Deflector shields? LOL

All jokes aside, what is the real reason for these "weather holes" like the Norman Bubble, and are there any others that are well noticeable?

I know of one in Atlanta that sets up in the summer which has been called a "Thunderdome," but I believe that has been blamed on a heat island effect.

I would say there is another "deflector" that runs from Northern Cook county, IL west to Northern Kane county then north to the state line during severe weather. The main event seems to always happen north or south of this area. I'll make one exception though. The last survivng big tornadic supercell of the May 10, 2003 tornado outbreak gave us all a scare when it tracked right through this area at 11:30pm. My mom had TWC on as the sirens were sounding, and Greg Forbes was speaking quite highly of this storm.

Oh yeah, and the night before that, a renegade storm came off the warm front. it was also a supercell and it dropped golfball sized hail in Schaumburg.
 
Deflectors break sooner or later. It seemed like there was a deflector around my house just northeast of Stoughton for five years after moving there, then came 8/18/05.
 
The bubble has been disproven countless numbers of times... When you look at weather as a whole, instead of where you live, you'll see that every has an equal chance in your area.
 
That's why we chase :) 99% of the time it won't come to you, so you just have to go to *it*. Chasing=Deflectors defeated! You can increase the yearly number of storms you observe/photograph fourfold just by a willingness to drive less than an hour a few times a month.
 
The bubble has been disproven countless numbers of times... When you look at weather as a whole, instead of where you live, you'll see that every has an equal chance in your area.

Yes... Although for a statistics class, a classmate and I did do a linear regression using severe storm reports over Oklahoma, and we did find a local minimum in severe reports very near Norman. Granted, the R^2 value was like 0.2, but that's better than random! LOL... I do agree that for severe convection, the scale involved versus the number of events each year dictates that any particular town's risk is rather small. At least we had a supercell over Norman this year... As far as snow is concerned, it really does appear as though the freezing line often makes it to I44, or just southeast of I44, then stops. I can think of several events in the past few years where Norman was literally 5-10 miles from the freezing line (in the "warm-sector"). Maybe someone can drudge up a snowfall map from the past few years...
 
The bubble has been disproven countless numbers of times... When you look at weather as a whole, instead of where you live, you'll see that every has an equal chance in your area.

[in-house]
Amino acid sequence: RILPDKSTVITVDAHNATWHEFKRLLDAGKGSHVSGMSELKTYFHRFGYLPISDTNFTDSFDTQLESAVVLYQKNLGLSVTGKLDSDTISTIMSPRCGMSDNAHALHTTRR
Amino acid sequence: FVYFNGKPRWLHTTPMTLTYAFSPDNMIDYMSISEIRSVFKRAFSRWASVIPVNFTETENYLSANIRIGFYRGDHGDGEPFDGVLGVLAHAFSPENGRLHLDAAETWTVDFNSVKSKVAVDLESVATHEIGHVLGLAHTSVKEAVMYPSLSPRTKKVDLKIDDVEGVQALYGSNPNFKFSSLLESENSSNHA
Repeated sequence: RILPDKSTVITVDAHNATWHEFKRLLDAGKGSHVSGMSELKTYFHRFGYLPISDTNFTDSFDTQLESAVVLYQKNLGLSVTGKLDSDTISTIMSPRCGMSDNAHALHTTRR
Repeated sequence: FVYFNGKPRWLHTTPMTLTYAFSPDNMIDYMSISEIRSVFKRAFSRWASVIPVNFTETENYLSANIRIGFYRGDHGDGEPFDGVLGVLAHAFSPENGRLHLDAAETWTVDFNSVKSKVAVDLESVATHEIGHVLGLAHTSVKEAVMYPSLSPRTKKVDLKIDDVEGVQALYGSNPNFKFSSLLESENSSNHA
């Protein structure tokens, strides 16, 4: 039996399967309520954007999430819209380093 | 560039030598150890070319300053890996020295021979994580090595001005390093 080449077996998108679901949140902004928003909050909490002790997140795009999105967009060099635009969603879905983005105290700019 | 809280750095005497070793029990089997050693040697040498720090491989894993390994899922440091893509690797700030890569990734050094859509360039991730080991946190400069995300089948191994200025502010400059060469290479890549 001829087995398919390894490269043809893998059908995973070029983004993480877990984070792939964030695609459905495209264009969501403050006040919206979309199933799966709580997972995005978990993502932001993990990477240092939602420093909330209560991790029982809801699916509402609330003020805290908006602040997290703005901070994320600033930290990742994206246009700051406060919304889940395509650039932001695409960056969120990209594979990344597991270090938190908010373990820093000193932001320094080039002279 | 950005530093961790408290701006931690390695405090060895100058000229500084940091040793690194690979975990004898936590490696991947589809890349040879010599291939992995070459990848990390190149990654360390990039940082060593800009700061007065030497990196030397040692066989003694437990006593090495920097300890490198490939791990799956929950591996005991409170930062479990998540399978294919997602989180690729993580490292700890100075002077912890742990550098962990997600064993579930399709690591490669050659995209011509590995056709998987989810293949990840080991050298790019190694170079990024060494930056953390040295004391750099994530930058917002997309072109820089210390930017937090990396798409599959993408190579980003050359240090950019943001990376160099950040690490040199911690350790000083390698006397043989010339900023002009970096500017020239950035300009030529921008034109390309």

You don't live in Norman
 
The bubble has been disproven countless numbers of times... When you look at weather as a whole, instead of where you live, you'll see that every has an equal chance in your area.

You don't live in Norman

Amen.

Only once you're officially a part of N.A.D.S. do you finally understand the nightmare we face daily......

KR
 
Yeah, I agree with Jeff and Rob... It's just something fun to poke at for those who live in Norman. Any city could do the same thing - they just don't have as high of a concentration of mets and weather weenies as Norman.
 
Here in the KC area, many people tend to believe in the "Tonganoxie Split". A lot of times severe weather will develop out in Central Kansas and will "split" off to the Northeast or Southeast once it reaches Leavenworth County. Most of these people think that just because the city is situated between two rivers, the area will be safe from tornado strikes.

Obviously a myth, take May 4, 2003 for example. An F-4 tornado plowed through some of the heavily populated areas. Goes to show you that no one is 100% safe from severe weather.
 
"You don't live in Norman"

Correct - but let me know if you've ever heard this:

"There will be a continuous line of severe storms, and they break apart - going around our area - while reforming after passing."

I have honestly heard that one time or another in EVERY Skywarn net I have ever checked in.
 
"You don't live in Norman"

Correct - but let me know if you've ever heard this:

"There will be a continuous line of severe storms, and they break apart - going around our area - while reforming after passing."

I have honestly heard that one time or another in EVERY Skywarn net I have ever checked in.

Yes but in OUN - that's the truth - not just superstition! :wink:

KR
 
Of course ;>

In Toledo it was because of Lake Erie (although the lake was to our east, so would have absolutely no influence whatsoever on 99% of all severe weather days with south, west, or northerly flow). Lansing it's the rivers joining. Gaylord it is the terrain dropoff to the west. Lafayette was thanks to being a met school. Any other good ones?
 
Charleston, WV misses out on a lot of thunderstorm events. Storms, regardless of initial intensity, start to break up and vanish before crossing the Ohio River. After 12 years of observing this happen, it is remarkably consistent. Of course, there are rare exceptions. I believe it is an actual phenomenon rather than my imagination.

My theories are:

1.) Appalachian mountain chain from NC to PA cutting off southerly flow at the surface, which impedes inflow and lessens low-level convergence. Many times our T/Tds are the same as locations west getting the strong/severe action.